Patty Crawford, who resigned Monday as Baylor University’s first full-time Title IX coordinator, said on national television Wednesday that the school “set (her) up to fail” when she started the job in November 2014.
In the interview Wednesday on “CBS This Morning,” Crawford also said upper-level administrators interfered with her ability to do her job, a point her lawyer later repeated in a phone interview with the Tribune-Herald.
“The harder I worked, the more resistance I received from senior leadership,” Crawford said.
She said reports to Baylor’s Title IX office under her guidance increased sevenfold, and senior administrators did not like that and said it was bad for the school.
Crawford has filed a Title IX complaint with the U.S. Department of Education Office for Civil Rights.
“The allegations are that I never had the authority, resources or the independence to do the job appropriately, which the Department of Education writes in its guidance for Title IX coordinators and universities,” she said.
The increase in reports was expected, interim President David Garland said in a statement Wednesday afternoon.
“This means our education and communication efforts are working,” Garland said. “We have been educating our campus about sexual violence and about reporting — what to report and how to report. This correlates to higher reporting levels. Because of our ongoing training and education efforts, we should continue to expect these numbers to be higher than previous years.”
Kristan Tucker, who was senior deputy Title IX coordinator, was named Crawford’s replacement Wednesday night, Baylor announced. In a statement, Garland said he has “full confidence” in Tucker.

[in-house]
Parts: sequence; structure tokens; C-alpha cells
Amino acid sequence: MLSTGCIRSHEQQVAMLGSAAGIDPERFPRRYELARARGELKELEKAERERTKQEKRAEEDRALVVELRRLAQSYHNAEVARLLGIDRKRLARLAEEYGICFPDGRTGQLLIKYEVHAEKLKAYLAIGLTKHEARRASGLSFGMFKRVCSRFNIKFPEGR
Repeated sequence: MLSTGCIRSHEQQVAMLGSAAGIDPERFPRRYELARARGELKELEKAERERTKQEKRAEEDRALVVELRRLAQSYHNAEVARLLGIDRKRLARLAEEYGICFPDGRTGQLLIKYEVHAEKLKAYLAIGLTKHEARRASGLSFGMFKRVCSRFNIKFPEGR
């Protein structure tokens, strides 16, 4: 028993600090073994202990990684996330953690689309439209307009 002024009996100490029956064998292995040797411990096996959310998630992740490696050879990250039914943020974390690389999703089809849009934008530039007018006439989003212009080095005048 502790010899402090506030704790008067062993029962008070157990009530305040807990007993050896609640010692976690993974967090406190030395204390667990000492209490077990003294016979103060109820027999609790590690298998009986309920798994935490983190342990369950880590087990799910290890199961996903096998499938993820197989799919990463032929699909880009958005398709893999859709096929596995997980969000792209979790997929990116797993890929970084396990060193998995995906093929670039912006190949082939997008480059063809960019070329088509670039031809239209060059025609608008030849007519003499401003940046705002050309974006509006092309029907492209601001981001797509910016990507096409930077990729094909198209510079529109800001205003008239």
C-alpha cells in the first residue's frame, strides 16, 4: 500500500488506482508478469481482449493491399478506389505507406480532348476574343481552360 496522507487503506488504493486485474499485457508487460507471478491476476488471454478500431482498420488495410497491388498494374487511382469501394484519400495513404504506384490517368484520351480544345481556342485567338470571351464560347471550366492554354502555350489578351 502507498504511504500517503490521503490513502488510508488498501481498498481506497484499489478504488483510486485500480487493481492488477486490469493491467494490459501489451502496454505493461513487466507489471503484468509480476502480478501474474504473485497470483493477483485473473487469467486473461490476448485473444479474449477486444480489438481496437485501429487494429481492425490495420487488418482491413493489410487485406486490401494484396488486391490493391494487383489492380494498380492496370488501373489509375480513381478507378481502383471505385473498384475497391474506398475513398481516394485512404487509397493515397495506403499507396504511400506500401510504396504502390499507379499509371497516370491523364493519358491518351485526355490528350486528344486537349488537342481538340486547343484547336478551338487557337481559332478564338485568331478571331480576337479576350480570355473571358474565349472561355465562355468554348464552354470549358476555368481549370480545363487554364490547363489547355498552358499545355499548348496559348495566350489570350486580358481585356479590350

‘Truly a team effort’
“Although I may serve as the Title IX coordinator, this is truly a team effort,” Tucker said in a statement. “We are a unified team, committed to the common goal of addressing the important issues of gender discrimination and interpersonal violence impacting the Baylor community. We remain committed to making progress and working with integrity to show leadership through our efforts.”
Crawford said earlier in the day she thinks Baylor still fails victims of sexual assault.
Crawford’s attorney, Rogge Dunn, said Baylor broke Texas law by commenting on a Monday mediation that preceded Crawford’s resignation. In a Tuesday evening statement, Baylor said Crawford demanded $1 million and book and movie rights.
Other media reports citing unnamed sources said Baylor offered a $1.5 million settlement, plus $50,000 for a confidentiality agreement, and Crawford countered with $2 million, which Baylor refused.
Dunn, who accompanied Crawford to her “CBS This Morning” interview in New York, called Baylor’s allegations that she pursued the million dollars plus the book and movie rights “a desperate attempt to smear Patty.”